Identity in Hyperledger Fabric (Part 1)


Identity is an important feature of permissioned blockchain platform. In Hyperledger Fabric, each component needs to be identified before accessing the fabric network. The identity is represented by an X.509 digital certificate. When interacting with a fabric network, the actor specifies and presents the digital certificate, and the fabric network accepts or denies based on the policy.

Setup: Simple Asset Chaincode on Basic Network

We begin with the most simple chaincode and fabric network. Here we are using Simple Asset Chaincode and Basic Network.

Basic Network

It is the simplest setup good for quick demonstration. We can start the basic network by simply running the script ./

cd fabric-samples/basic-network
Four containers up and running after script
This peer has already joint mychannel

Simple Asset Chaincode

The Simple Asset Chaincode (SACC) also comes in fabric-samples. It provides the very basic functions of storing an asset in the ledger. The asset is represented by a key-value pair. When chaincode is first instantiated in a channel, an initial key-value is required. Later the chaincode can be invoked with “get/set” command, to get the value of a key or set a new key-value or a new value to an existing key. You can refer to the SACC here.

Deploy SACC onto Basic Network

Note that the chaincode itself does not contain any fabric network and channel information. We need to deploy the chaincode onto our Basic Network and mychannel.

docker-compose -f docker-compose.yml up -d clidocker exec cli peer chaincode install -n sacc -v 0 -p exec cli peer chaincode instantiate -n sacc -v 0 -C mychannel -c '{"Args":["a", "100"]}'
docker exec cli peer chaincode invoke -n sacc -C mychannel -c '{"Args":["get", "a"]}'
docker exec cli peer chaincode invoke -n sacc -C mychannel -c '{"Args":["set", "a", "500"]}'docker exec cli peer chaincode invoke -n sacc -C mychannel -c '{"Args":["get", "a"]}'

Observing Identity in Fabric Network

As mentioned above, as a permissioned blockchain platform, we expect that every transaction in a fabric network is initiated by an identified user. If we revisit what we have been done, it seems we never touch on any identity: we only issue command peer chaincode from CLI.

Inside CLI Container

Let’s take a look on the environment variable setup in CLI container.

docker exec cli env
CORE_PEER_MSPCONFIGPATH specifies the identity
docker exec -e "CORE_PEER_MSPCONFIGPATH=" cli peer chaincode invoke -n sacc -C mychannel -c '{"Args":["get", "a"]}'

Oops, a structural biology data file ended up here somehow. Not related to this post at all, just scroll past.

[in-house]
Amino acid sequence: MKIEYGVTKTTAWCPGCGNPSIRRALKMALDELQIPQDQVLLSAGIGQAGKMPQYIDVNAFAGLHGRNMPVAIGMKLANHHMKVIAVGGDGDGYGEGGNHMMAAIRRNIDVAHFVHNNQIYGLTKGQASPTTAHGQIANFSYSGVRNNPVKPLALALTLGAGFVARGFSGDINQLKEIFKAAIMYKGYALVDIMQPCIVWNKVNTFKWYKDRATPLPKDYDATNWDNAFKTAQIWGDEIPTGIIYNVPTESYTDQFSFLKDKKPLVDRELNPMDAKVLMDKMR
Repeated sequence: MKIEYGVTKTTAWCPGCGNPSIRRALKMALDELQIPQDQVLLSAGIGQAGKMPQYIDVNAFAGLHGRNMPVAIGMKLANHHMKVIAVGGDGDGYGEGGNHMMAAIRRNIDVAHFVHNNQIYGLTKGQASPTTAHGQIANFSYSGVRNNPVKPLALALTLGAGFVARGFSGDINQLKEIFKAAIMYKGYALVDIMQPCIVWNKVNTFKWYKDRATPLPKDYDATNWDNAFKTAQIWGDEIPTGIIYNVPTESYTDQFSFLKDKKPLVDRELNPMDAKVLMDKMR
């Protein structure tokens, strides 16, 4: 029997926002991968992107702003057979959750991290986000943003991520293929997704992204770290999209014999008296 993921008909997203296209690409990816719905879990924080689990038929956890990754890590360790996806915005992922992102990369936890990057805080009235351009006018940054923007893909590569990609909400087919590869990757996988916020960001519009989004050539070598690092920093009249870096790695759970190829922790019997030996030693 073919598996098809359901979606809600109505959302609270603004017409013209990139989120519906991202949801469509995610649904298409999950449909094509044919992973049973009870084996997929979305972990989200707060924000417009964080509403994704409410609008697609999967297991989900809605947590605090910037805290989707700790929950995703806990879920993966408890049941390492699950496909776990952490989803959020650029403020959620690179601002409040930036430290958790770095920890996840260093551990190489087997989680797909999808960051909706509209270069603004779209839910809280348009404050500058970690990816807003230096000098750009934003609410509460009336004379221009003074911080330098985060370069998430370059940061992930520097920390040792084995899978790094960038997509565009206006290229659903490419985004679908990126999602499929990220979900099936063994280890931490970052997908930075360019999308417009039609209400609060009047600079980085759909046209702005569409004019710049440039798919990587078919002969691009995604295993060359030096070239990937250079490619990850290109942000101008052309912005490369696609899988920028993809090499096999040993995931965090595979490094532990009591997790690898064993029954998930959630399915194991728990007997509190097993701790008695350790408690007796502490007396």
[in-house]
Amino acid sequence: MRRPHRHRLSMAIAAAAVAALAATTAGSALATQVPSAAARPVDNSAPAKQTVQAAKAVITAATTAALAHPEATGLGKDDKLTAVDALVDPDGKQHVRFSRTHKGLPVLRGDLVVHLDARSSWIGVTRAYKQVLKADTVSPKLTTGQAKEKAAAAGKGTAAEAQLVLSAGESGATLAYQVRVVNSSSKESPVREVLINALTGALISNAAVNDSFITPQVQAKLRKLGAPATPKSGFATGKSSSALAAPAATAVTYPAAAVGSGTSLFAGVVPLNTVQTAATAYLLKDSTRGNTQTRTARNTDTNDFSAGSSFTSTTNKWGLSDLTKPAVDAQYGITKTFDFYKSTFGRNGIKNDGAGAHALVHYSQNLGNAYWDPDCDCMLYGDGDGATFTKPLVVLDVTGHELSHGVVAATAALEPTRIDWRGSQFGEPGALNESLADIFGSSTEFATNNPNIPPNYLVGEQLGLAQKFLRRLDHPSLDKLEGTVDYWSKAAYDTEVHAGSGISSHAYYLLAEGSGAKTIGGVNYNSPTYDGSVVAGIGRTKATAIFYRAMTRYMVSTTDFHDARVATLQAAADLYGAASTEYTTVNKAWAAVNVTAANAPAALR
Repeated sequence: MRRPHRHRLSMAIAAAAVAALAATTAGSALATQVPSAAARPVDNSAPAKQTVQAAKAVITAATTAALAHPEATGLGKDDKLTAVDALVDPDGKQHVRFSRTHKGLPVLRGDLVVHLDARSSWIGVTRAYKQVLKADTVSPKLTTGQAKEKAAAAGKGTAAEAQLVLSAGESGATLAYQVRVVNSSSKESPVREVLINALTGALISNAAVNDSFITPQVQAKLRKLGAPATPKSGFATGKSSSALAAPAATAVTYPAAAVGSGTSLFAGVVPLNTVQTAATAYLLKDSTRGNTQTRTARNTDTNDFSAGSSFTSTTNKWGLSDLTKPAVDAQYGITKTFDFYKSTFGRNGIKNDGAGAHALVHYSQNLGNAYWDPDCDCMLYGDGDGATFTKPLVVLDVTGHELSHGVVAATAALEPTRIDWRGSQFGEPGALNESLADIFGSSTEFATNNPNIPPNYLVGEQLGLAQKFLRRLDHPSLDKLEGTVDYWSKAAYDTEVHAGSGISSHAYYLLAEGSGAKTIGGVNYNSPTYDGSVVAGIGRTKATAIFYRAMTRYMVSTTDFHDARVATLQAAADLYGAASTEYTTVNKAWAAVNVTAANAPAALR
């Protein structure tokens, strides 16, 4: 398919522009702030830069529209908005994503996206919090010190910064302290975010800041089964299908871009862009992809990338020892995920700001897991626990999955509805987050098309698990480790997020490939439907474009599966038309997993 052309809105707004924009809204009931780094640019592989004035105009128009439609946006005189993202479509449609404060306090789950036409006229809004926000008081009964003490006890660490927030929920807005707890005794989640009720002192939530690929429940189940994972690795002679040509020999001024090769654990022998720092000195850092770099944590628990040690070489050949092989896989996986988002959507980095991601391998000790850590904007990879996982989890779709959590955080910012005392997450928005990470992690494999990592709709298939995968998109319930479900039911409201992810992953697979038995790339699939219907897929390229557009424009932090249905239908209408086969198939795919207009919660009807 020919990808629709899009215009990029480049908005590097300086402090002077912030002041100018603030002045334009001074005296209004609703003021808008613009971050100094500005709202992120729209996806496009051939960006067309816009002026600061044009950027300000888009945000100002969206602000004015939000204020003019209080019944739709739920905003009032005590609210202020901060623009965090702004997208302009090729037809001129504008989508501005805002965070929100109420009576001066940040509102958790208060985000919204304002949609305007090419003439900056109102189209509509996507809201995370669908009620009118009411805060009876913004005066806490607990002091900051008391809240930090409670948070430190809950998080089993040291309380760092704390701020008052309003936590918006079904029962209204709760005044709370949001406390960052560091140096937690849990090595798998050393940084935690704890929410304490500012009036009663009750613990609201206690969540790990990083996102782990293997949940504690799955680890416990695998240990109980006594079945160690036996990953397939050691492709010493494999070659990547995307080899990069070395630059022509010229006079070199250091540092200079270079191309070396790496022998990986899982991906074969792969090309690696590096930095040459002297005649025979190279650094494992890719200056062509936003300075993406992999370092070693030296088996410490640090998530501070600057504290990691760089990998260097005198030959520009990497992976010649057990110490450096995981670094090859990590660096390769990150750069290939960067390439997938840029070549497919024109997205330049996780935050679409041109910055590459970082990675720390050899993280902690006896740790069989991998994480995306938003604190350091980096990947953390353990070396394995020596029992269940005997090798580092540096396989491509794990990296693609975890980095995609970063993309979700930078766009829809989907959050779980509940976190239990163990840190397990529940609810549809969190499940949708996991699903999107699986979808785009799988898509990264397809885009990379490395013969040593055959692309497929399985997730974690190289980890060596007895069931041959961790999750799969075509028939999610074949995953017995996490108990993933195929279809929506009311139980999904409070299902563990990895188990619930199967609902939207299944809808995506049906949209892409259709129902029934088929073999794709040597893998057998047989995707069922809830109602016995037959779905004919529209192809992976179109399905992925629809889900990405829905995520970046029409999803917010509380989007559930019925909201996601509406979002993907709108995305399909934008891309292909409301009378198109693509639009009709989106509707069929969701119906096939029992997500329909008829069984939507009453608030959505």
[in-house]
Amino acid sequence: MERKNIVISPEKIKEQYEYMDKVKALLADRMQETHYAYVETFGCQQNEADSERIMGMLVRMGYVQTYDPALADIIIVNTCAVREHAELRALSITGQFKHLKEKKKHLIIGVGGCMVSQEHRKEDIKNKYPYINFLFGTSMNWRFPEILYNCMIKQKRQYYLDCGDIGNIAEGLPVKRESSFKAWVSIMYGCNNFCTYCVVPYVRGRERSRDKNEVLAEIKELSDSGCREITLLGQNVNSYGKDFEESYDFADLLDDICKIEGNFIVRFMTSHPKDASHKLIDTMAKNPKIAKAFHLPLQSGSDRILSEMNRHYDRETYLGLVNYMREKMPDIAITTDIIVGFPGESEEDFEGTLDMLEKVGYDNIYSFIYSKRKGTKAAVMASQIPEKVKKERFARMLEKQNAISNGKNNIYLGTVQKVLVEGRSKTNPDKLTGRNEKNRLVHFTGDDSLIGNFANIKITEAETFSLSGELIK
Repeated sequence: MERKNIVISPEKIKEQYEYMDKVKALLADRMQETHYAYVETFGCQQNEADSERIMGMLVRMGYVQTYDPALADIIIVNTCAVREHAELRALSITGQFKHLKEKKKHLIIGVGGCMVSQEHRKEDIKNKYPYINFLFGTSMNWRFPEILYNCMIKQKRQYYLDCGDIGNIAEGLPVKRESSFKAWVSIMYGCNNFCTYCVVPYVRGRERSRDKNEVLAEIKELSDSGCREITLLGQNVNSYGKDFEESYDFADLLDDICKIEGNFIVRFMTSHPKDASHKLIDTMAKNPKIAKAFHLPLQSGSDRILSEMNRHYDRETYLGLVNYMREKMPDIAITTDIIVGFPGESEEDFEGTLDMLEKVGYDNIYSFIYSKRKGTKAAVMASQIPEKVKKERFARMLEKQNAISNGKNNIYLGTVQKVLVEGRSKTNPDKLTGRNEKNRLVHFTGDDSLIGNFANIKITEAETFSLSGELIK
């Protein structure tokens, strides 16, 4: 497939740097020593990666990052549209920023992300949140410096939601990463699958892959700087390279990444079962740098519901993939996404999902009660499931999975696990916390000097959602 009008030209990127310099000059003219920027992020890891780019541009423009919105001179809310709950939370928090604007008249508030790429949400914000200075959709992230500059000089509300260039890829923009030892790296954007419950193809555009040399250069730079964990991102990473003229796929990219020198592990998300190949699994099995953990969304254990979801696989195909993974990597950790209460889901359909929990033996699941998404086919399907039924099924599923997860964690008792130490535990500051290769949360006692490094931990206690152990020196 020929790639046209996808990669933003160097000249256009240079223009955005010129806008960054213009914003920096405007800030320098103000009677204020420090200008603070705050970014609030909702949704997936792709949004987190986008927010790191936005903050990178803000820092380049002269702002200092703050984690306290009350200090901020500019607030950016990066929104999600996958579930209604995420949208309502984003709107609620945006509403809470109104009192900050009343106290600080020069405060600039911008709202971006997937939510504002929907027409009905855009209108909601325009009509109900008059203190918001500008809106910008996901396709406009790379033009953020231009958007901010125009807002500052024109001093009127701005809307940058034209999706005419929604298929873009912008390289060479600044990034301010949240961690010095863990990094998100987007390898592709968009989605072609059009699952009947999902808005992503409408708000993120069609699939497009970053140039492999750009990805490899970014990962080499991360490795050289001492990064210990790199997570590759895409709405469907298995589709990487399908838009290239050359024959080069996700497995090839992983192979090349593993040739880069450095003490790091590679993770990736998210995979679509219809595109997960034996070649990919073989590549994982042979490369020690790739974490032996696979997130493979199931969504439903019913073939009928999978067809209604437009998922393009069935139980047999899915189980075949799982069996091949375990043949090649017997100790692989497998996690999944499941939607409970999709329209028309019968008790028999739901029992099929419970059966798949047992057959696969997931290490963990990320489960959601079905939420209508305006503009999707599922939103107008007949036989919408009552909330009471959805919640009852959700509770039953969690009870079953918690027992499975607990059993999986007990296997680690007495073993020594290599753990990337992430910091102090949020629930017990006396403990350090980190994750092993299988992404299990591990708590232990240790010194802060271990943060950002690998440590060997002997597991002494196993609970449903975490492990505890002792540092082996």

Access denied when no identity is specified
docker exec cli ls crypto/peerOrganizations/
docker exec -e "CORE_PEER_MSPCONFIGPATH=/opt/gopath/src/" cli peer chaincode invoke -n sacc -C mychannel -c '{"Args":["set", "a", "300"]}'docker exec -e "CORE_PEER_MSPCONFIGPATH=/opt/gopath/src/" cli peer chaincode invoke -n sacc -C mychannel -c '{"Args":["get", "a"]}'
Chaincode invoke can be done by User1.

Inside Docker-Compose File

The CLI container is instantiated from docker-compose file. Here is the part of docker-compose file about CLI.

container_name: cli
image: hyperledger/fabric-tools
tty: true
- GOPATH=/opt/gopath
- CORE_VM_ENDPOINT=unix:///host/var/run/docker.sock
- CORE_PEER_MSPCONFIGPATH=/opt/gopath/src/
working_dir: /opt/gopath/src/
command: /bin/bash
- /var/run/:/host/var/run/
- ./../chaincode/:/opt/gopath/src/
- ./crypto-config:/opt/gopath/src/
- basic
  • The identity information is kept in /opt/gopath/src/ directory inside the container, which is a volume mapped from ./crypto-config on our localhost.

Inside ./crypto-config directory

Here is our directory structure of ./crypto-config in our localhost.

Admin’s X509 Certificate
User1’s X509 Certificate
CA’s certificate: a self-signed certificate
- Name: Orderer
- Hostname: orderer
- Name: Org1
Count: 1
Count: 1

Access Control in Chaincode

The way to enforce access control at chaincode level is through a library provided by Hyperledger Fabric: Client Identity Chaincode Library (link).

cd fabric-samples/chaincode
cp -r abac/ sacc-ac/
cp sacc/sacc.go sacc-ac/go/sacc-ac.go
cd sacc-ac/go
rm abac.go

Modify SACC-AC Code

Here is the modified SACC (sacc-ac.go). Only the modification part is shown.

import ("fmt"""
func set(stub shim.ChaincodeStubInterface, args []string) (string, error) {

// only Admin can set value
x509, _ := cid.GetX509Certificate(stub)
if x509.Subject.CommonName != "" {
return "", fmt.Errorf("Only Admin can set new value.")
original code

Deploy SACC-AC onto Basic Network

As before, we install and instantiate the chaincode. Our chaincode is now called sacc-ac.

docker exec cli peer chaincode install -n sacc-ac -v 0 -p exec cli peer chaincode instantiate -n sacc-ac -v 0 -C mychannel -c '{"Args":["a", "100"]}'

Invoke SACC-AC Chaincode

We first use User1 (setting the environment variable) to get the value, and then set the value.

docker exec -e "CORE_PEER_MSPCONFIGPATH=/opt/gopath/src/" cli peer chaincode invoke -n sacc-ac -C mychannel -c '{"Args":["get", "a"]}'docker exec -e "CORE_PEER_MSPCONFIGPATH=/opt/gopath/src/" cli peer chaincode invoke -n sacc-ac -C mychannel -c '{"Args":["set", "a", "500"]}'
User1 cannot set a new value.
docker exec cli peer chaincode invoke -n sacc-ac -C mychannel -c '{"Args":["set", "a", "500"]}'


Through the Basic Network and Simple Asset Chaincode, we understand a bit about identity in Hyperledger Fabric. Each activity on fabric network and chaincode requires identity, presented as X.509 digital certificate. As far as the issuer CA is trusted by fabric network, the activity is accepted and processed. With client identity chaincode library, we then modified the SACC and include the access control based on the subject common name. This demonstrated how access control can be enforced at the chaincode level.

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